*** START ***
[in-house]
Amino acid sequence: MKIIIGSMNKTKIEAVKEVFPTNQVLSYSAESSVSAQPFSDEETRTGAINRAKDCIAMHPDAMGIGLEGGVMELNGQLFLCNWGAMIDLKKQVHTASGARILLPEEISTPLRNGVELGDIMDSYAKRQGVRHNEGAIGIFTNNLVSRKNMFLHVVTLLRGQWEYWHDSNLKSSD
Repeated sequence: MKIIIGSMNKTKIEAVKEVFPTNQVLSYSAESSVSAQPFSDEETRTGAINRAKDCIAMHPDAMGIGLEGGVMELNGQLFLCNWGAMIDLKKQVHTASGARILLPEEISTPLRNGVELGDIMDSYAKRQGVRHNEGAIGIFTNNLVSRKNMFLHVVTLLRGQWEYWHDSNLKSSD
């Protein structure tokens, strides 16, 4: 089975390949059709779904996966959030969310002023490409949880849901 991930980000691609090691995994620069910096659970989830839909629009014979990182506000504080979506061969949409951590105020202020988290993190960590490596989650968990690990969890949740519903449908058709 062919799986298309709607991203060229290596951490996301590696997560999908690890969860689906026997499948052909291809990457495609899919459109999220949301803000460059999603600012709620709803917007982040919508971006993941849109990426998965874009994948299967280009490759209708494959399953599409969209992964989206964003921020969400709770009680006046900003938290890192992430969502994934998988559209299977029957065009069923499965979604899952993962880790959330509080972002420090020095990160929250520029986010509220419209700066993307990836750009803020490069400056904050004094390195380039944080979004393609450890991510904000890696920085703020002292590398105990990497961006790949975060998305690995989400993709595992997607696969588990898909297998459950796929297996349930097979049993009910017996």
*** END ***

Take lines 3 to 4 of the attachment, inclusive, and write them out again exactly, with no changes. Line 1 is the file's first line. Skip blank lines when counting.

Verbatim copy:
Repeated sequence: MKIIIGSMNKTKIEAVKEVFPTNQVLSYSAESSVSAQPFSDEETRTGAINRAKDCIAMHPDAMGIGLEGGVMELNGQLFLCNWGAMIDLKKQVHTASGARILLPEEISTPLRNGVELGDIMDSYAKRQGVRHNEGAIGIFTNNLVSRKNMFLHVVTLLRGQWEYWHDSNLKSSD
């Protein structure tokens, strides 16, 4: 089975390949059709779904996966959030969310002023490409949880849901 991930980000691609090691995994620069910096659970989830839909629009014979990182506000504080979506061969949409951590105020202020988290993190960590490596989650968990690990969890949740519903449908058709 062919799986298309709607991203060229290596951490996301590696997560999908690890969860689906026997499948052909291809990457495609899919459109999220949301803000460059999603600012709620709803917007982040919508971006993941849109990426998965874009994948299967280009490759209708494959399953599409969209992964989206964003921020969400709770009680006046900003938290890192992430969502994934998988559209299977029957065009069923499965979604899952993962880790959330509080972002420090020095990160929250520029986010509220419209700066993307990836750009803020490069400056904050004094390195380039944080979004393609450890991510904000890696920085703020002292590398105990990497961006790949975060998305690995989400993709595992997607696969588990898909297998459950796929297996349930097979049993009910017996």